These days, thanks to the “Innocent Project” and advances in DNA testing, more and more victims of wrongful conviction are able to prove their innocence, even after many years behind bars.
This gets them out of jail, and under certain conditions, arms them with a claim against the State of New York to get money compensation for their nightmare behind bars. In New York, Court of Claims Act section 8-b says the wrongfully convicted can seek compensation from the State if they prove they are innocent and “did not by their own conduct bring about the conviction.” Courts have interpreted this language to mean that someone who falsely confesses to the crime cannot sue for compensation. After all, if you tell the D.A. “yeah, I did it”, you arguably “brought about your own conviction”, right?
Maybe. But that begs the question of why someone would confess to a crime they did not commit. Sounds silly to people who have never been under the grueling pressure of a tough interrogation for hour upon hour. But it makes sense to some of the accused at the time. Lengthy, tough interrogations do something to the human psyche. Sometimes people crack. Some folks have weaker constitutions than others. Especially those with serious mental or psychological problems, or who are too young to know what they were doing.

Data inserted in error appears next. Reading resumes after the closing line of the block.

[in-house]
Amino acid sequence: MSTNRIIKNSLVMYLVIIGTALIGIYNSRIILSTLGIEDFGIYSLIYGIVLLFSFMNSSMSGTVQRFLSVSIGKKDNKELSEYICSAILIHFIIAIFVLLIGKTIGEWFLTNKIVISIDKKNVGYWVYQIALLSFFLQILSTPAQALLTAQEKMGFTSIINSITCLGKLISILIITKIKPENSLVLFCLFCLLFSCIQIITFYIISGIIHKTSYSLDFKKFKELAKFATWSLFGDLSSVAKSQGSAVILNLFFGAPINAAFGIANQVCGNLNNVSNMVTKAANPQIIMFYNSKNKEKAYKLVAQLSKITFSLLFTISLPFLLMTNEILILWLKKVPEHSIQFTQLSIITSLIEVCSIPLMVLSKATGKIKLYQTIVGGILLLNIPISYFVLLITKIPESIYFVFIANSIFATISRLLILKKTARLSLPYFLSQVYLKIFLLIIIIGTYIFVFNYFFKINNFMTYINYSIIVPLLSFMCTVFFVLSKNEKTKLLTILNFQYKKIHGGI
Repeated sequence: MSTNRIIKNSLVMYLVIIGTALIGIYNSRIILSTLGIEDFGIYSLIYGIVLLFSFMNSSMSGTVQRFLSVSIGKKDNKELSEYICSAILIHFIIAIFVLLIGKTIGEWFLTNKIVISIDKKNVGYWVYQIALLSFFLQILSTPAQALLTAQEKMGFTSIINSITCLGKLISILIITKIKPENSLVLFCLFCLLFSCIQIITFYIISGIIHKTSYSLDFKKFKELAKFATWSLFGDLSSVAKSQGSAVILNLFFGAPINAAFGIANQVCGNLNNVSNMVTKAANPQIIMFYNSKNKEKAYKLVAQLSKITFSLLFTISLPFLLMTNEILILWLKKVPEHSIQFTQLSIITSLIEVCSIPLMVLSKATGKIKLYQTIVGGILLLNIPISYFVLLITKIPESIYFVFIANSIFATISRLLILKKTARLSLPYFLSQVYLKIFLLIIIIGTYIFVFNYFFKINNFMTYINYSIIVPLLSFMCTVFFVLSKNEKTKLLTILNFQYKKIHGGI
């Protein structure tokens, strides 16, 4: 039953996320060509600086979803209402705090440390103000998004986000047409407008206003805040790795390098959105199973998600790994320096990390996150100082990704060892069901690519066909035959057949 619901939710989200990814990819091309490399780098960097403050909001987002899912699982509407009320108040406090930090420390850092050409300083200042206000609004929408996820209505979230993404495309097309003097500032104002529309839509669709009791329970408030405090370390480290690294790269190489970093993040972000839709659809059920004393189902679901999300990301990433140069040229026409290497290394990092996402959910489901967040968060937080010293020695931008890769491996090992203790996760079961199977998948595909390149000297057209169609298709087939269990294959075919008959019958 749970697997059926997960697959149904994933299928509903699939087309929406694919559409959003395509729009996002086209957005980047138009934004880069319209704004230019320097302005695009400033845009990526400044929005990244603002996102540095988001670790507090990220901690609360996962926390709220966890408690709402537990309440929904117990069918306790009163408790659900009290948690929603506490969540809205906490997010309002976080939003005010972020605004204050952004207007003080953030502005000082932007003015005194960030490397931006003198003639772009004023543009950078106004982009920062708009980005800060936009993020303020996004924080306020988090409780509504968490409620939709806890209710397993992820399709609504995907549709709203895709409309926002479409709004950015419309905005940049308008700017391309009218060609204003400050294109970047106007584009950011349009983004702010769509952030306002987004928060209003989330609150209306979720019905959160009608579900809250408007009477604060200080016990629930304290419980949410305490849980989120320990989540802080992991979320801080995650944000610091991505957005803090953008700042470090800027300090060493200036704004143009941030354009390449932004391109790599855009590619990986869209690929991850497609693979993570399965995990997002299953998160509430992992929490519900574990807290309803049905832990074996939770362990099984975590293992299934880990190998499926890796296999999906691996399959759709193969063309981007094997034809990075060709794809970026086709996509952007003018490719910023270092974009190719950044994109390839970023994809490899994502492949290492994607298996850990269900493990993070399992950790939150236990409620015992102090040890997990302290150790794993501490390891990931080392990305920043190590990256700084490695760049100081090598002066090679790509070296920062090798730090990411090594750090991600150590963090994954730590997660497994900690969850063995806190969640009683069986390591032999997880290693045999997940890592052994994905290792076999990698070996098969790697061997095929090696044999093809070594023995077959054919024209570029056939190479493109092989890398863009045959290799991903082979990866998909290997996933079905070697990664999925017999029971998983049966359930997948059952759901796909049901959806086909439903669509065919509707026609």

The proof is in the pudding. Of the twenty-seven people in New York who have had their convictions overturned by DNA evidence since 1991, ten — more than a third — had falsely confessed or pleaded guilty.
Now a new bill, the Unjust Imprisonment Act, would amend §8-b of the Court of Claims Act to allow people who have confessed or pleaded guilty to a crime they did not commit to sue the state for damages. The bill would also extend the statute of limitations for such suits from two years to three.
Interestingly, the bill comes from the desk of New York State Attorney General Eric Schneiderman, whose office is also responsible for defending claims, including wrongful conviction claims, brought against New York State. But he decided to do “the right thing” regardless of the consequences to his office. And for that he deserves our praise.
Email me at: firstname.lastname@example.org I’d love to hear from you!
Michael G. Bersani, Esq.
michaels-smolak.com Central NY Wrongful Conviction Lawyers
Michaels & Smolak, P.C.